Also on the Dew
What's a dynamic dune? It's a reference that was changed to just "dunes" in the law, perhaps because it left too many people confused. Or perhaps the idea that dunes change and move was upsetting to people who want their environment to stay the same. In any event, it's hard to deny that the purveyors of entertainment on Sea Island, Georgia, are bound and determined to "fix" their venue, even though it means breaking the law to do so. Pictures don't lie. All summer long the toys have languished in the dunes, forgotten and unused. It's almost sad. So many toys and Read on →
The birthing of several new suburban towns around Atlanta has had an impact on Gwinnett, something you might call an "unintended consequence." One of these has been the hiring by these new towns of members of the Gwinnett County police force, taking officers trained by the Gwinnett Police Academy to fill the ranks of the newly-formed police departments. Other areas big enough to have their own police academies, Atlanta, DeKalb, and Cobb counties have also been targeted as place to hire fully-trained officers. One factor in this hiring: the new cities are paying more, often significantly more, in annual pay to fill Read on →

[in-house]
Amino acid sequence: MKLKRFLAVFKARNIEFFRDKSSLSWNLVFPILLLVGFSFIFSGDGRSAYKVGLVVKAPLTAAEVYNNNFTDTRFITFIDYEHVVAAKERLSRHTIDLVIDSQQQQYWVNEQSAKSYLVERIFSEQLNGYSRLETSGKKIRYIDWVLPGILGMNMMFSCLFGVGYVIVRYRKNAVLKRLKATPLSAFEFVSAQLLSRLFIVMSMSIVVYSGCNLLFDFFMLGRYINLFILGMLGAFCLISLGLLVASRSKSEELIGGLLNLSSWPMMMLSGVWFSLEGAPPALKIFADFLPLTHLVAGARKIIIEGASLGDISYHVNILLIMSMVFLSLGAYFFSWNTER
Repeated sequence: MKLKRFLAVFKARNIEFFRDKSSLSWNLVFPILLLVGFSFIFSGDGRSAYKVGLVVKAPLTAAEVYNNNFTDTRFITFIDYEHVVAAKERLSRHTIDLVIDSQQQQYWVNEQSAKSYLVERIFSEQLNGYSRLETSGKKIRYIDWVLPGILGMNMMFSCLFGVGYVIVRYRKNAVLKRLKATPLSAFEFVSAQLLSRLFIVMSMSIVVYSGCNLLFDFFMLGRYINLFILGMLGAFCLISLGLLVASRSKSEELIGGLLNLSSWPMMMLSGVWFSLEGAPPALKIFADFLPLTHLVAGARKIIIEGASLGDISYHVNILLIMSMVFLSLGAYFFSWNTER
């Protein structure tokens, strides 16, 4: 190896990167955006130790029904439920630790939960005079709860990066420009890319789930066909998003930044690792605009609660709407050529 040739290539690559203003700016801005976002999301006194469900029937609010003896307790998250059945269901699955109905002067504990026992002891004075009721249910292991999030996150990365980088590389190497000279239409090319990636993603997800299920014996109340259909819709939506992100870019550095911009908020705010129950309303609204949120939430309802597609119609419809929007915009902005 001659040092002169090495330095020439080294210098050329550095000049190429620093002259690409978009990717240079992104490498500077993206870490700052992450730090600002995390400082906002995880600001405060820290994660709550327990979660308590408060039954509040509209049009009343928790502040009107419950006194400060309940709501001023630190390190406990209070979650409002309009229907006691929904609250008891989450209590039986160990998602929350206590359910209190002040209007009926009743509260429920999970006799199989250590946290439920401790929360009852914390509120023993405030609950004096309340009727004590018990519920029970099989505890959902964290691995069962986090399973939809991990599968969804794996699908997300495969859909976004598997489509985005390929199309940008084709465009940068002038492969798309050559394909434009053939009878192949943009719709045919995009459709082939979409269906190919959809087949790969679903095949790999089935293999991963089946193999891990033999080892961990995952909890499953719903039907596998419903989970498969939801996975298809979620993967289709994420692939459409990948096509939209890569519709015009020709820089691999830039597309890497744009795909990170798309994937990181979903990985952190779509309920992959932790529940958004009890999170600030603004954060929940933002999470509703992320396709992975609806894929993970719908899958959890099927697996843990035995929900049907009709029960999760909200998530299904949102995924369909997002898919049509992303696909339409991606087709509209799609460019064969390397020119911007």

I came across this blog written by Gina Crosley-Corcaran titled “Explaining White privilege to a Broke White People." Well, after hearing a few African Americans who have succeeded say that racism and “white privilege” does exist and did not block their ability to achieve, I thought I would review Peggy McIntosh’s “White privilege: Unpacking the Invisible Knapsack” and share a few thoughts and questions about “white privilege.” These are paraphrased from what was asked by Gina Crosley-Carcaran in her article. Mr./Ms. African American who has succeed can you turn on your television or open the front page of your local and/or national newspa Read on →
Over the past few weeks since the shooting of Michael Brown the discussions on the various cable channels have been quite interesting. It truly illustrated that your perception of the shooting all comes from your point of view. If you are conservative, whether black or white, you find every reason you can point to Michael Brown’s past and actions on that day to justify the officer’s shooting of that young man six times. You strive for every fact to prove your point that the shooting was justified. If you are liberal, you are doing the same thing except it is too Read on →